Mass Effect: Pinnacle Station Review

Mass Effect's latest add-on is an insult to fans clamoring for new content.

Like a diseased steak thrown to the wolves, so this travesty of a downloadable add-on has been tossed to hungry Mass Effect fans. Contrary to its high-reaching title, Pinnacle Station is a creative nadir in an otherwise excellent sci-fi universe. By downloading it, you get a simulated battle arena (one of video gaming's most arthritic cliches) and--a gun. There is hardly a smidgen of storytelling or role-playing, and the battle types and maps feel tossed together due to poor level design and problematic combat scenarios. Even at 400 Microsoft points ($5), Pinnacle Station is a condescending insult, the digital equivalent of scraps fed under the table to the family pooch.

To visit the simulation, you travel to the Arghos Rho system from the Normandy's galactic map. Once on the station, Admiral Ahern introduces you to Tech Officer Ochren, a disapproving Salarian who serves as the station's know-it-all computer geek. Ochren is the highlight of the expedition; he's superbly voiced with a patronizing sneer that gives him a touch of goofy charm. Unfortunately, his only function is to activate the simulator. He is one of only three characters with whom you interact; otherwise, there is little role-playing or storytelling aside from a few conversations and a basic narrative structure. The content is confined to a series of simulated combat scenarios that remind you that Mass Effect is a merely adequate third-person shooter. In the context of a far-reaching role-playing game, the combat was an entertaining extension of traditional BioWare battle mechanics (attack, pause and consider, and attack again). In the framework of a battle arena, it is enjoyable but awkward, and this awkwardness is magnified by flawed battle modes and numerous bugs.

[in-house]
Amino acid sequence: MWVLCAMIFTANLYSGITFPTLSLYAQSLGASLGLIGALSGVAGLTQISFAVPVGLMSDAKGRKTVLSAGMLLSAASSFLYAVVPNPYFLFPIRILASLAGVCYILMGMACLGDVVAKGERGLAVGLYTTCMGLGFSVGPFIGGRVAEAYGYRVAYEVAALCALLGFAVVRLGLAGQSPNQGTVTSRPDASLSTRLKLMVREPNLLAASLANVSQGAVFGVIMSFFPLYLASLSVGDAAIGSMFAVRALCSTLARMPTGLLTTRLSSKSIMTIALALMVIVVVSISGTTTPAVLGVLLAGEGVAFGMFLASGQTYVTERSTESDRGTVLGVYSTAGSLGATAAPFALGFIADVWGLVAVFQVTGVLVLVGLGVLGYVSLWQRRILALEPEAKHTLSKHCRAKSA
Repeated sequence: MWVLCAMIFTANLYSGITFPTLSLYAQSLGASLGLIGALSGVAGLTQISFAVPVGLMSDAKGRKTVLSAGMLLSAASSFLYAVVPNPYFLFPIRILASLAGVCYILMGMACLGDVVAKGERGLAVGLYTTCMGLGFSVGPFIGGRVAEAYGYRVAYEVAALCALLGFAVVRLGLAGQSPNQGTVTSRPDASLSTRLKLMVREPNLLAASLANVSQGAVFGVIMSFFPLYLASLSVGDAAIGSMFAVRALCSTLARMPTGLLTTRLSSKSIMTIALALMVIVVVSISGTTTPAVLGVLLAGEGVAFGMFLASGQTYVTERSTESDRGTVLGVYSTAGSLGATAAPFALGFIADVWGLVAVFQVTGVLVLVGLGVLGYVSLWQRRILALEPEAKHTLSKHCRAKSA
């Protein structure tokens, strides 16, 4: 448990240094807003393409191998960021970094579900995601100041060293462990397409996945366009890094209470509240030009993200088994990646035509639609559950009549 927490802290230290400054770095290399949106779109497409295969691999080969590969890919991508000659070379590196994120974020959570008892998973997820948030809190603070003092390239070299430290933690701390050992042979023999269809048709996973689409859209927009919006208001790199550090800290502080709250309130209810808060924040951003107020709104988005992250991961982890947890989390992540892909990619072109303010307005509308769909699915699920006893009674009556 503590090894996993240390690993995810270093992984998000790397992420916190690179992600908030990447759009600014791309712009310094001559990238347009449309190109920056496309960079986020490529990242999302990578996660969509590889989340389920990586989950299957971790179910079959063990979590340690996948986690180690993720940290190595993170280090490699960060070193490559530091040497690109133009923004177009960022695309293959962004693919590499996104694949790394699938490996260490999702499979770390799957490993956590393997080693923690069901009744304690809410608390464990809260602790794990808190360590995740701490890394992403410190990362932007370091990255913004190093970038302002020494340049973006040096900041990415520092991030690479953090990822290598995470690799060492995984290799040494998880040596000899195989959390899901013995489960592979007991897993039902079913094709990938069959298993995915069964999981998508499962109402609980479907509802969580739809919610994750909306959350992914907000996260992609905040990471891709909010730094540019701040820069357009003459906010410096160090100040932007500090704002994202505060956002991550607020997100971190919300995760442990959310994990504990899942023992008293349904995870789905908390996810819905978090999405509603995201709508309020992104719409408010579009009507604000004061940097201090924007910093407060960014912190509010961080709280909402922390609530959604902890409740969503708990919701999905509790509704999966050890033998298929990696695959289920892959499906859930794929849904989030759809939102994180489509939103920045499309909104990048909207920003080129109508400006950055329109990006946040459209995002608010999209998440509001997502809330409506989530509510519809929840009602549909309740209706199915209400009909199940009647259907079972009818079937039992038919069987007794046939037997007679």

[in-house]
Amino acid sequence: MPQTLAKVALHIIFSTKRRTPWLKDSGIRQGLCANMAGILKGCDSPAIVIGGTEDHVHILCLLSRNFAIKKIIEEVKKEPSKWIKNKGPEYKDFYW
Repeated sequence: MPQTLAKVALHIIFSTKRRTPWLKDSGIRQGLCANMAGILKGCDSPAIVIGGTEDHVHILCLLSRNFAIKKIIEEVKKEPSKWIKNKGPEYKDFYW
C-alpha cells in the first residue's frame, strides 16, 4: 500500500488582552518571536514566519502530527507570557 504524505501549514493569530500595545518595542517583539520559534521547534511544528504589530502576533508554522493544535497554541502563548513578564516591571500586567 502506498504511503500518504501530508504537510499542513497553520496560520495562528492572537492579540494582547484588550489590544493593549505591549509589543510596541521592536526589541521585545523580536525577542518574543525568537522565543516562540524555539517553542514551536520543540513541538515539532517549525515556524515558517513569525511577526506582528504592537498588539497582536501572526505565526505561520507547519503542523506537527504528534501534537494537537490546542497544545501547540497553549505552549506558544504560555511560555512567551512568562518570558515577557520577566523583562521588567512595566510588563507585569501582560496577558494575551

There are four modes total: Survival, Time Trial, Capture, and Hunt. Survival is a typical battle mode in which you and your squad fend off attackers as long as possible, while in Time Trial, you take down a set number of enemies as quickly as you can. These modes are simple, but they're conceptually solid. We did run into a few bugs, however. In our very first Time Trial battle, for example, an enemy got stuck in the middle of some crates and couldn't be damaged, which forced us to restart the battle. Capture and Hunt are more problematic. In Hunt, a timer counts down to zero, and you add to your available time by defeating enemies. What the game doesn't tell you is that once you kill a certain number of enemies enemies, you can no longer add time to the clock, for reasons that are never clarified. In Capture scenarios, you run to a predesignated point and hold your position for a short while until the capture is complete, and then you move to the next. This mode is the least fun, given that it involves running to a node, standing in place while shooting a few foes, and running again. The three simple, uninspired maps culled from the main game don't help matters; they're very small and funnel you down narrow paths, so there are no real tactical considerations in any of these modes. You just run and shoot, or simply exploit the pause-and-aim nature of the combat to easily beat the target time.